Cedar Falls may eliminate all staffed nurses - KWWL - Eastern Iowa Breaking News, Weather, Closings

Cedar Falls may eliminate all staffed nurses


CEDAR FALLS (KWWL) -- Cedar Falls School Board members are making some tough budget decisions. They're considering three options for trimming the district's spending by as much as $1.5 million. All three would eliminate the current registered nurses on staff, but kids would still have immediate access to medical help.

Cedar Falls is contemplating switching to the same model Waterloo Community Schools have used for more than a decade. Its working for their neighboring district.

But some Cedar Falls citizens are worried about the proposal, and Executive Director of the Iowa School Nurse Organization, Sharon Yearous, said she's incredibly concerned as well.

The state recommends providing at least one nurse for every 750 students. They require one in every district. The majority of schools in Iowa do not meet the recommended nurse-to-student guideline. Currently Cedar Falls exceeds the ratio, employing approximately one nurse for every 485 students. But having a full-time registered nurse in each school is a luxury Cedar Falls schools may no longer be able to afford.

"We have to make the budget numbers work, and we have to make some tough decisions," explained Superintendent Dave Stoakes.

Those tough decisions may mean terminating all of the current nurses on staff. Their positions would be outsourced -- potentially to Black Hawk County Public Health. They already work with Waterloo Community Schools.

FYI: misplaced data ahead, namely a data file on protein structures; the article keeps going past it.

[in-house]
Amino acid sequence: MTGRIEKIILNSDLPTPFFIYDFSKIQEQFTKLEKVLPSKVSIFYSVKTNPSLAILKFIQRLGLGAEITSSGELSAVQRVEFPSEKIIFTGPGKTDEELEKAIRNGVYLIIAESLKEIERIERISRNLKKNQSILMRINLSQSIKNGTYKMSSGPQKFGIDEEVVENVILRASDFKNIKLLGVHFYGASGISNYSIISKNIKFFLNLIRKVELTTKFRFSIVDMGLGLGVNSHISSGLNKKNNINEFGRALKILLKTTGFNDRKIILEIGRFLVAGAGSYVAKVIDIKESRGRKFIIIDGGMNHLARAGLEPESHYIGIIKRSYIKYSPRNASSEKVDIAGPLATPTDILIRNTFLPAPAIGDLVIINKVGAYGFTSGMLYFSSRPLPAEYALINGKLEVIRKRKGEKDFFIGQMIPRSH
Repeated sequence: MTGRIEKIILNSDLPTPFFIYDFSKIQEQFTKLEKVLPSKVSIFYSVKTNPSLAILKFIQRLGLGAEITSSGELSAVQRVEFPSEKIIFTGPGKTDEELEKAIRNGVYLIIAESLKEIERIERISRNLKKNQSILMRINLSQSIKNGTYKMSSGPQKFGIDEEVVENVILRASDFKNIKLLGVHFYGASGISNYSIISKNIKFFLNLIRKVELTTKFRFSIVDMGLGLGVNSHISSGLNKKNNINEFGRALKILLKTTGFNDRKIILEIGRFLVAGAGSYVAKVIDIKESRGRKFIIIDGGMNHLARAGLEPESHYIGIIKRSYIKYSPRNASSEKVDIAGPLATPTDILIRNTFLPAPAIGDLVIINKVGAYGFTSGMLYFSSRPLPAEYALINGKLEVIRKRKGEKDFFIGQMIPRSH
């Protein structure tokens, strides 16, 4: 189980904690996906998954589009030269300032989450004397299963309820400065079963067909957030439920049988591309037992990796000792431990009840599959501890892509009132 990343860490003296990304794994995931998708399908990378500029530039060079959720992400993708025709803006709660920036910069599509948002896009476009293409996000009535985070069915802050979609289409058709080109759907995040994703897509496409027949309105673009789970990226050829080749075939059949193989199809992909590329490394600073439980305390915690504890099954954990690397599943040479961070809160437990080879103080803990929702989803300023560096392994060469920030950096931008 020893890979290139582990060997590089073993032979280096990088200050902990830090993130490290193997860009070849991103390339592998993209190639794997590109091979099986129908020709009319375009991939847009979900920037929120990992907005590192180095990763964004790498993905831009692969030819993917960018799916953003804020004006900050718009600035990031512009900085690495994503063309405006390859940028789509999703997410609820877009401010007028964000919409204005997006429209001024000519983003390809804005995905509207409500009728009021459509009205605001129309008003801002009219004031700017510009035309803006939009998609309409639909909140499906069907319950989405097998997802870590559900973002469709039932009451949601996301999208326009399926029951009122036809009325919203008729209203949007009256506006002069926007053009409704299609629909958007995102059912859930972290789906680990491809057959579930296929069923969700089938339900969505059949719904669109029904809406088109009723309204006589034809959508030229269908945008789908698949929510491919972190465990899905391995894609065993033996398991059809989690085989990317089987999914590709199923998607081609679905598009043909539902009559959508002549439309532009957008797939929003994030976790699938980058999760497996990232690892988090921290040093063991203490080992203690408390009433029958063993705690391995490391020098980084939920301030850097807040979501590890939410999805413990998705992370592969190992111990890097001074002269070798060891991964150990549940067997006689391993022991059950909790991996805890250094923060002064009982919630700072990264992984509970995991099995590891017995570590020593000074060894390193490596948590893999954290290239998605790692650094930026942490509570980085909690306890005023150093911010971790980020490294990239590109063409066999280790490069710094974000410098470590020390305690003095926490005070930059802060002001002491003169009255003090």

"Under that contract we provide six RNs and one health assistant in each of the buildings," said Public Health Executive Director Bruce Meisinger.

This is similar to what Cedar Falls would use. There would always be at least one trained medical professional in the building.

"We know some children have diabetic issues, some children require feeding tubes, and in those situations the health assistant can be trained to help with those issues," said Stoakes.

Meanwhile, a registered nurse would supervise two or three buildings.

"If the expertise or skill of an RN is called for, the RN can respond in a matter of minutes," noted Meisinger.

This plan could save the district nearly $70,000 a year. Stoakes said if they don't make the cuts in nursing, they would have to find the funds somewhere else.

Yearous argues, it's cutting a valuable resource for families. She believes school nurses are an important link between parents, teachers, and regular doctors.

"An ongoing client-nurse relationship allows for establishment of trust and knowledge of physical, emotional, and social history," said Yearous, adding "healthy students make better learners and healthy graduates make a healthier workforce in Iowa."

Online Reporter Colleen O'Shaughnessy

Powered by Frankly